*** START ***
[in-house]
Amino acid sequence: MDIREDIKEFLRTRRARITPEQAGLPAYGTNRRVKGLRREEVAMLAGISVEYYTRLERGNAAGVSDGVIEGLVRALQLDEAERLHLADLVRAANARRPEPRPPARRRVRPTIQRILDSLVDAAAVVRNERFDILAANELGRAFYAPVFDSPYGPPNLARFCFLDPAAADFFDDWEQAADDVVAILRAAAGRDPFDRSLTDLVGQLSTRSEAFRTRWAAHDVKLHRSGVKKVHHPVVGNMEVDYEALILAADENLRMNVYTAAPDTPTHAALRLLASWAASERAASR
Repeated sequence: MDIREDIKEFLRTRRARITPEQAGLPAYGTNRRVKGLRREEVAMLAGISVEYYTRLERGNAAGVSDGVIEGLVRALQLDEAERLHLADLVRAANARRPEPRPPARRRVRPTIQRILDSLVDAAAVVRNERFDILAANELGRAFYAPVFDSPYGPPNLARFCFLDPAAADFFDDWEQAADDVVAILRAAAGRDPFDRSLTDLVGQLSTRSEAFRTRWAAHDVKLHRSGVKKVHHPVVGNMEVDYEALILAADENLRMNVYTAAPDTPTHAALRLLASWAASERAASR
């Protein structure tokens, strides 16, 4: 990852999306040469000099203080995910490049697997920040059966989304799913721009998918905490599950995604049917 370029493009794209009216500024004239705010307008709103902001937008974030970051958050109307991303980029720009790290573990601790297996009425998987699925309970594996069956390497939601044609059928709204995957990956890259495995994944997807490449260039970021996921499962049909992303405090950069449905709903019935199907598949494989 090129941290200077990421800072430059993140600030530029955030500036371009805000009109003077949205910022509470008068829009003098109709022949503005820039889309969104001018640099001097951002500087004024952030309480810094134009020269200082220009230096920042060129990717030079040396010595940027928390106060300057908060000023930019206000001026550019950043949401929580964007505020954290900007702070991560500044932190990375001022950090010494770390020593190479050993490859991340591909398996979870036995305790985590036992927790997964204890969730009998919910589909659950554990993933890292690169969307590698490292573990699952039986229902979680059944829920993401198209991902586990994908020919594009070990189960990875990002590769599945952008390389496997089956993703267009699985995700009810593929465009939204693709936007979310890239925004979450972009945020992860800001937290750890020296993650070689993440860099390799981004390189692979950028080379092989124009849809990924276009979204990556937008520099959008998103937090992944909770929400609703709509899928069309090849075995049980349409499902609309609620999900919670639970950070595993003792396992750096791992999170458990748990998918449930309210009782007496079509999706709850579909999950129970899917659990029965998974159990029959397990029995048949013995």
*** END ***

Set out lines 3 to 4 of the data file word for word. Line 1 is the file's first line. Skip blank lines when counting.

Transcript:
Repeated sequence: MDIREDIKEFLRTRRARITPEQAGLPAYGTNRRVKGLRREEVAMLAGISVEYYTRLERGNAAGVSDGVIEGLVRALQLDEAERLHLADLVRAANARRPEPRPPARRRVRPTIQRILDSLVDAAAVVRNERFDILAANELGRAFYAPVFDSPYGPPNLARFCFLDPAAADFFDDWEQAADDVVAILRAAAGRDPFDRSLTDLVGQLSTRSEAFRTRWAAHDVKLHRSGVKKVHHPVVGNMEVDYEALILAADENLRMNVYTAAPDTPTHAALRLLASWAASERAASR
């Protein structure tokens, strides 16, 4: 990852999306040469000099203080995910490049697997920040059966989304799913721009998918905490599950995604049917 370029493009794209009216500024004239705010307008709103902001937008974030970051958050109307991303980029720009790290573990601790297996009425998987699925309970594996069956390497939601044609059928709204995957990956890259495995994944997807490449260039970021996921499962049909992303405090950069449905709903019935199907598949494989 090129941290200077990421800072430059993140600030530029955030500036371009805000009109003077949205910022509470008068829009003098109709022949503005820039889309969104001018640099001097951002500087004024952030309480810094134009020269200082220009230096920042060129990717030079040396010595940027928390106060300057908060000023930019206000001026550019950043949401929580964007505020954290900007702070991560500044932190990375001022950090010494770390020593190479050993490859991340591909398996979870036995305790985590036992927790997964204890969730009998919910589909659950554990993933890292690169969307590698490292573990699952039986229902979680059944829920993401198209991902586990994908020919594009070990189960990875990002590769599945952008390389496997089956993703267009699985995700009810593929465009939204693709936007979310890239925004979450972009945020992860800001937290750890020296993650070689993440860099390799981004390189692979950028080379092989124009849809990924276009979204990556937008520099959008998103937090992944909770929400609703709509899928069309090849075995049980349409499902609309609620999900919670639970950070595993003792396992750096791992999170458990748990998918449930309210009782007496079509999706709850579909999950129970899917659990029965998974159990029959397990029995048949013995």